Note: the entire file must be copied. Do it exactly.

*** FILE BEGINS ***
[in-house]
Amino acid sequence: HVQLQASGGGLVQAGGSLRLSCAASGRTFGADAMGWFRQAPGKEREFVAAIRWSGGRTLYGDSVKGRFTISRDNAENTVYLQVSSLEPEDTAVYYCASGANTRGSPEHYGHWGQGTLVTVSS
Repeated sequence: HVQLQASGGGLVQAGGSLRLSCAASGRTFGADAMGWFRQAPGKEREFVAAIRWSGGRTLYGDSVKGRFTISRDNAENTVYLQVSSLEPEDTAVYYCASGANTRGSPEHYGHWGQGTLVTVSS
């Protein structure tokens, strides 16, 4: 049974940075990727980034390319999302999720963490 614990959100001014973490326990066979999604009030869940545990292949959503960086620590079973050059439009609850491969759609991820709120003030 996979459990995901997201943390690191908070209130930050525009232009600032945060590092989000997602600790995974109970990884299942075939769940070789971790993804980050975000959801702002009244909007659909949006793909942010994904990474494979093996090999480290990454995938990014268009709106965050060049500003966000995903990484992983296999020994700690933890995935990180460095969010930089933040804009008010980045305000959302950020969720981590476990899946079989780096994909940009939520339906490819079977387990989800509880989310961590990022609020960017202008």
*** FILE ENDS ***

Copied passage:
[in-house]
Amino acid sequence: HVQLQASGGGLVQAGGSLRLSCAASGRTFGADAMGWFRQAPGKEREFVAAIRWSGGRTLYGDSVKGRFTISRDNAENTVYLQVSSLEPEDTAVYYCASGANTRGSPEHYGHWGQGTLVTVSS
Repeated sequence: HVQLQASGGGLVQAGGSLRLSCAASGRTFGADAMGWFRQAPGKEREFVAAIRWSGGRTLYGDSVKGRFTISRDNAENTVYLQVSSLEPEDTAVYYCASGANTRGSPEHYGHWGQGTLVTVSS
């Protein structure tokens, strides 16, 4: 049974940075990727980034390319999302999720963490 614990959100001014973490326990066979999604009030869940545990292949959503960086620590079973050059439009609850491969759609991820709120003030 996979459990995901997201943390690191908070209130930050525009232009600032945060590092989000997602600790995974109970990884299942075939769940070789971790993804980050975000959801702002009244909007659909949006793909942010994904990474494979093996090999480290990454995938990014268009709106965050060049500003966000995903990484992983296999020994700690933890995935990180460095969010930089933040804009008010980045305000959302950020969720981590476990899946079989780096994909940009939520339906490819079977387990989800509880989310961590990022609020960017202008």